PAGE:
Not that the basement ever took on water, but, um, if it did, the Clever Renter might be able to trace its trajectory.

Yes.  Now you’re closing in on it.  No, I don’t mean that source of natural light on the right, that thing called “window”–discovered only today by a sweating redhead when she cleared off the cobwebs and pulled down the rags (curtains!!) framing the glass.  Nae.  Look left, Dear Bank Account Filler.  There is a different piece of glass, also recently Windexed.

What ho, Cher Renter!  See those strange things running along the bottom of that sparkling glass?

More importantly, what unearthly apparition in a blue tank top has appeared in Glass, with one breast oddly cradled inside a camera strap holster?  Is an exorcism on the agenda?  Or a trip to Victoria’s Secret?

Ahhh.  Wait.  Who can ponder ghostly breasts when–whoooooeeeeee!–the line of objects is coming into focus.

Could it be…

…that someone is greeting you, the newcomer, with a hearty “Welcome Back”?

…that any amount of rent is worth it, if it means living in a house that features “Mr. Kotttttt-air” above the laundry sink?

Who knew snappy one liners were built into the lease?
Who knew Vinnie Barbarino would be the basement-dwelling bonus…the silver lining of agreeing to handle snow removal in a city that averages more than 80″ per year?

Who knew, dear Renter, that simply by moving in,

by acknowleding that your dreams were your ticket out,

you’d become an honorary member of a lifelong club?

Admit it, Horshack:  the first time you walked through this house with the rental agent, you could not have envisioned the day when you would reach down into the laundry sink, grab the tube extending from the faucet–so useful for cleaning paintbrushes and muddy running shoes--and initiate your spouse into the new abode by quipping:

“Up your nose with a rubber hose, honey.”

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I Only Know He’s Human Because Sometimes He Smells


My husband and I have a dynamic in our marriage predicated on his innate superiority and my unwillingness to be fazed by it.

Since I’m someone whose self-esteem can be shaken by a student commenting casually, “You sure have been an interesting teacher” (What the hell does “interesting” mean?  Did no one ever teach you to use precision in language?  Cripes, but you should take an English class once, Junior…hey. wait. a. minute.), I have to believe my confidence–my Blind Eye–within the marriage stems out of the magical ju-ju called Luff.  My groomeo is awesome at everything, and somehow I’ve decided that means I’m great, too.  I gather his abilities around me into a swirling crinoline and take the bow for both of us.

Someone has to.

The truth is that I weasel myself into his achievements by promoting them, by doing the talking, by pointing out that the dinner at our house is always amazing because he makes it.  There was actually one time when Groom ran by during a snowshoe race, and a reporter for the newspaper asked, “Who was that man?  Does anyone know his name?”–at which point I provided the information as though I’d birthed him myself (in a grueling 36-hour labor that ultimately took my life).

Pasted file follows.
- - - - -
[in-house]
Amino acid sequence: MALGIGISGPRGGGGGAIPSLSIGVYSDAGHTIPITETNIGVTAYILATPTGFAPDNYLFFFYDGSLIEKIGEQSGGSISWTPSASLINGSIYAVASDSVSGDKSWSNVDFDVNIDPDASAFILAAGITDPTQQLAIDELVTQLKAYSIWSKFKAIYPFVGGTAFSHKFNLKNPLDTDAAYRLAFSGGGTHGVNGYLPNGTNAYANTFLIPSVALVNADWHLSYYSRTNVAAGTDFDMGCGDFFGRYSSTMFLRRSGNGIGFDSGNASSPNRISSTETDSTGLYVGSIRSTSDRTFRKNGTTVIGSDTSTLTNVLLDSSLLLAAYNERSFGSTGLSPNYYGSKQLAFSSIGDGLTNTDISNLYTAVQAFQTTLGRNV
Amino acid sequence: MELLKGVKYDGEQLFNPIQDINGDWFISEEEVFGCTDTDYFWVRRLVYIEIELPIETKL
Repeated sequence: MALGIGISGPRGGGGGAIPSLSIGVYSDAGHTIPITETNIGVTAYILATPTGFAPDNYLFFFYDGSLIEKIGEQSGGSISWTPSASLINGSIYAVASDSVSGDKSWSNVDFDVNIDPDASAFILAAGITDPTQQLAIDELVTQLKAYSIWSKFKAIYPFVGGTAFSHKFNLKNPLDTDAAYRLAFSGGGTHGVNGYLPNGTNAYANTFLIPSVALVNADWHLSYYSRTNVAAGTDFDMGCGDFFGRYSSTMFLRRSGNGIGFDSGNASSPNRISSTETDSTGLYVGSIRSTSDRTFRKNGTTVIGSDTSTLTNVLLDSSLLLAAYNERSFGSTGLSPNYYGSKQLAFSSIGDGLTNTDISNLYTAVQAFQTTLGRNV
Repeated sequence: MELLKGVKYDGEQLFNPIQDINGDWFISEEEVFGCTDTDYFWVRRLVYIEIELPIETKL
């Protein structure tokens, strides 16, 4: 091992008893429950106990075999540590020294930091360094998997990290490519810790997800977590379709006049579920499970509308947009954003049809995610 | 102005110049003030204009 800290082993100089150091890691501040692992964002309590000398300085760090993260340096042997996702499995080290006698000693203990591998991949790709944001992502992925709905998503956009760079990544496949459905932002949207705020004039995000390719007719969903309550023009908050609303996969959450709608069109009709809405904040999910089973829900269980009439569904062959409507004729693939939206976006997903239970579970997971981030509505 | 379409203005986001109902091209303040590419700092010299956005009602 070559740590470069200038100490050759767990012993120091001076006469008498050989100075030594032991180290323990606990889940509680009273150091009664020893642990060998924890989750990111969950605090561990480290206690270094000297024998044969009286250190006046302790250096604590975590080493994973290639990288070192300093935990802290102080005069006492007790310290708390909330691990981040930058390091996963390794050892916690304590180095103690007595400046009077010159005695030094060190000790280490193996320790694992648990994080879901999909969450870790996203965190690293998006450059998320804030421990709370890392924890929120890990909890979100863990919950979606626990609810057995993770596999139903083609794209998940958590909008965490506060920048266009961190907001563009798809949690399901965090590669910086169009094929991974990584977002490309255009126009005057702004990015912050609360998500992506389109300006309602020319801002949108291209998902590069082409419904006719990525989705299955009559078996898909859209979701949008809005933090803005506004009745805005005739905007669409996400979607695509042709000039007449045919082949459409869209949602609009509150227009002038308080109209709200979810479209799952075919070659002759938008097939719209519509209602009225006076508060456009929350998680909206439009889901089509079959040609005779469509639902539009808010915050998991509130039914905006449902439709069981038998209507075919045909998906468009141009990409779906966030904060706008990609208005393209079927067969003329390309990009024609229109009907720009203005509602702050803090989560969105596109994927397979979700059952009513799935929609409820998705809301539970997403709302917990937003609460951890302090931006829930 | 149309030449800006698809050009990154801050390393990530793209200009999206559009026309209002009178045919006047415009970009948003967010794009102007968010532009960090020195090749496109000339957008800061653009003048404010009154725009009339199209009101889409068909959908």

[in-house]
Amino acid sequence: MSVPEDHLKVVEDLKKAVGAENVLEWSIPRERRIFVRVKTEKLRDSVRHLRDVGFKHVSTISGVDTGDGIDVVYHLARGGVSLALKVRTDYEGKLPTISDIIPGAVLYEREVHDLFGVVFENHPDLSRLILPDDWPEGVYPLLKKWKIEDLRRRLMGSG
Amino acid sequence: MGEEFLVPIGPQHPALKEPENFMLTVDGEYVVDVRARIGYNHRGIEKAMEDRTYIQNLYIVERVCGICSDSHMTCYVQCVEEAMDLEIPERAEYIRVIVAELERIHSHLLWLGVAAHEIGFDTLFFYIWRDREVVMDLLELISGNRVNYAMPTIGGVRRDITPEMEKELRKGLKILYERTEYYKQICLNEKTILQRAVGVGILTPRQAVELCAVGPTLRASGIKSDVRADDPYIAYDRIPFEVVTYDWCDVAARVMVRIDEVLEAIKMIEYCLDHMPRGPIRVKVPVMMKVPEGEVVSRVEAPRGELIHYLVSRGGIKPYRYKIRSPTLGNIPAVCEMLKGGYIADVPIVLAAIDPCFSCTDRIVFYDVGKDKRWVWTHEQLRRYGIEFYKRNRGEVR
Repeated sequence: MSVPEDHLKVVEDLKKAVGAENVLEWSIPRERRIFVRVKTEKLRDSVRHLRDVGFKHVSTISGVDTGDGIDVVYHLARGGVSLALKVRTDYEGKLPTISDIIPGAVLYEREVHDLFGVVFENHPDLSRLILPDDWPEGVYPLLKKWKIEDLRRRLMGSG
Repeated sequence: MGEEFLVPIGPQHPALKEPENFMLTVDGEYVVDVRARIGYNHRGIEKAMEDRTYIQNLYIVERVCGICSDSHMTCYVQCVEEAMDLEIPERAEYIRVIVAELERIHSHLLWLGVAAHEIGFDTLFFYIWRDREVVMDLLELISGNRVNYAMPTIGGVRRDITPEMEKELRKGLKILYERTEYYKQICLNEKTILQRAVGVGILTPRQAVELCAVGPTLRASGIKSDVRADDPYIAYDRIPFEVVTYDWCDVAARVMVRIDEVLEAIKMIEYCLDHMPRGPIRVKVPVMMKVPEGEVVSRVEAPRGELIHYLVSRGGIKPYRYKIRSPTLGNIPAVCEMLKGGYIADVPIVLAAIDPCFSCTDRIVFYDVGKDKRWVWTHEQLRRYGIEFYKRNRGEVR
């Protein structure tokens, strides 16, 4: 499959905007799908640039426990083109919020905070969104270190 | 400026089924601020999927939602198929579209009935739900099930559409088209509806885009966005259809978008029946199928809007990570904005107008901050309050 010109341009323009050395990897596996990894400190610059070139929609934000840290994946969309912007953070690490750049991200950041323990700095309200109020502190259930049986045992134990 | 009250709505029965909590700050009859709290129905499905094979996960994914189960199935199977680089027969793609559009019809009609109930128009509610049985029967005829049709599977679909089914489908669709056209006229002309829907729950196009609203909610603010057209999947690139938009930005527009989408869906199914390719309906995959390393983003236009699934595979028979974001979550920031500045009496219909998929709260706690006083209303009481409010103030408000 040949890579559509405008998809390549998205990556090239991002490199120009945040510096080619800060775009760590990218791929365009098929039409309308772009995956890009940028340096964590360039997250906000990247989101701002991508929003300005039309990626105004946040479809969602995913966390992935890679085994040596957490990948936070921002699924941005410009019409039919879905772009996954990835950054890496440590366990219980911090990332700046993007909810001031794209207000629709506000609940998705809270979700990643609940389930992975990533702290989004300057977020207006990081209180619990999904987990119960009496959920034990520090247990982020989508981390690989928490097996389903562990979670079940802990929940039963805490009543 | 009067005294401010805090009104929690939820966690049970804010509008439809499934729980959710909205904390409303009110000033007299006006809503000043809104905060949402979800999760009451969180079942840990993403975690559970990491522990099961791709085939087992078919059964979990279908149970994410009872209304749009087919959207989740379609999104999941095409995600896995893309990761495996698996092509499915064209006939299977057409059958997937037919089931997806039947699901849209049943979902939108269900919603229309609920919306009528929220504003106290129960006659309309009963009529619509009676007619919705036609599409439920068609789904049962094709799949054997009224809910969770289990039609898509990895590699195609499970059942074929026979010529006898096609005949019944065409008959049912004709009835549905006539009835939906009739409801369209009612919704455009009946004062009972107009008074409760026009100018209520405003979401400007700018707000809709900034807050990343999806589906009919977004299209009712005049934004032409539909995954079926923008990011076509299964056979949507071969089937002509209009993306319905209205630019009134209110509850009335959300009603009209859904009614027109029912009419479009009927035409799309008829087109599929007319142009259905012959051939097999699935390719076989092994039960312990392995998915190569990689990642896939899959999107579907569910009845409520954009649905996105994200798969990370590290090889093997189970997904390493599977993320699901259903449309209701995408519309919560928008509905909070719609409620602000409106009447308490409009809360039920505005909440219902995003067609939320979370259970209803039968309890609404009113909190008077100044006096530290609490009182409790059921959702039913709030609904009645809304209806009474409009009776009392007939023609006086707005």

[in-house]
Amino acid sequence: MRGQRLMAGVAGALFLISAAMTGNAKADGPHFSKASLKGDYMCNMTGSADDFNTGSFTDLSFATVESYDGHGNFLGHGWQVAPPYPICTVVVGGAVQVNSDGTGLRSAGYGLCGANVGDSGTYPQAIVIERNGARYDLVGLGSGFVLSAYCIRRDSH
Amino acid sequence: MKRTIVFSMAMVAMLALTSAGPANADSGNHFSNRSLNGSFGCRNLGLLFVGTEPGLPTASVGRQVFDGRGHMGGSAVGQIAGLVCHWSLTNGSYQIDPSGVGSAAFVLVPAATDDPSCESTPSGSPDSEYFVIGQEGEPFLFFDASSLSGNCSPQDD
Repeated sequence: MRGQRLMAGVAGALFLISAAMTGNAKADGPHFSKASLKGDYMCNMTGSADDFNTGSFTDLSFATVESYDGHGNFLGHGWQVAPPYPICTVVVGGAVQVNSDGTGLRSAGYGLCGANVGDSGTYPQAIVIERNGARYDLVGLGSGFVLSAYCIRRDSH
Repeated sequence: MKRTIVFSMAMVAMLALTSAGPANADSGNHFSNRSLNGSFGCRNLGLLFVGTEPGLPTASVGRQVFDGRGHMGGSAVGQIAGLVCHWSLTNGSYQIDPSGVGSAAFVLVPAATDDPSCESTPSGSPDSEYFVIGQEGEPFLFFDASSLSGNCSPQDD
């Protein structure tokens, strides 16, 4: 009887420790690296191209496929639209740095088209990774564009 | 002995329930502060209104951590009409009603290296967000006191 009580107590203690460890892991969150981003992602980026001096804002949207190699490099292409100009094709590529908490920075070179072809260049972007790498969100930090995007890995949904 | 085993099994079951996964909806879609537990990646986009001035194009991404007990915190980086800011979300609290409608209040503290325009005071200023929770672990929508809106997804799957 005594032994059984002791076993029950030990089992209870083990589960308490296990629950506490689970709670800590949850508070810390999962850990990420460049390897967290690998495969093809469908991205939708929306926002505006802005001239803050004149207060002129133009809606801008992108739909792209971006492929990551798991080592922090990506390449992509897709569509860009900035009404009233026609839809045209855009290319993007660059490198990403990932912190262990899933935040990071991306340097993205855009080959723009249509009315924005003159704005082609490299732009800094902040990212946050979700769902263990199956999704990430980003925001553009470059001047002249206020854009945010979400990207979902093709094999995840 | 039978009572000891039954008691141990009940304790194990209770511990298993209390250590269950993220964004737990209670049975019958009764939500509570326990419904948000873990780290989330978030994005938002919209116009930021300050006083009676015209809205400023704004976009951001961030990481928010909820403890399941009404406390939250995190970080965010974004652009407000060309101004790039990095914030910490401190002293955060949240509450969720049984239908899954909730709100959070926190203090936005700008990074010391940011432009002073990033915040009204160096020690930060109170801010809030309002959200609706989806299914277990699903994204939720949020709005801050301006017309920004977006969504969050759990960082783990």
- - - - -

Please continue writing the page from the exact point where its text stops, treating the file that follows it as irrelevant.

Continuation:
Listen, the guy is so good that a few months ago, at the request of our former realtor whose daughter was getting married to a Frenchman, he baked TWENTY BAGUETTES IN A SINGLE DAY AND THEN PULLED THEM IN A BICYCLE TRAILER DOWNTOWN TO THE WEDDING RECEPTION, WHEREUPON THEY WERE GREETED WITH “TRES BIEN!” AND “OOH-LA-LA!” BY THE ASSEMBLED CONTINENTAL GUESTS.  Groom’s response to all the praise was, “I’ve always had a dream of delivering some baguettes by bike.”

Jocelyn’s response was, “Did the Frenchies really like them?  He makes good bread, doesn’t he?  I took about ten pictures of them.  He does this thing where he uses a misting bottle to spray the insides of the oven while they’re cooking, so as to assure a crisp crust.  He also uses that bike trailer each week to pick up our CSA box of produce from the farm.  Plus, did you know he took six weeks once to bike from Seattle to Minnesota?  And also, as he was making those twenty baguettes, he took a few hours out, during the rising, to go volunteer in the first grade classroom when 31 kids were making gingerbread houses.”

See how I’m great?  ‘Cause he is?

Oh, all right.  I’m just a carnival barker, but I’m his carnival barker, and I wear the striped shirtsleeves instead of a wedding ring.

This is the moment during post writing when I slow down for a minute and think, “I’m pretty sure I started out with a point.  But isn’t it always interesting to see where we wander off to once I start the typing?”

So, refocusing:  in our last episode, I’d abandoned crinolines and death in childbirth to don the duds of the carnival.  I’m a regular host of the Oscars here, with all my costume changes and snappy one-liners, ain’t I?  You’d best jump back and check your Facebook before I trot out an “Uma, meet Oprah. Oprah, meet Uma” bit of schtick like Letterman did when he hosted.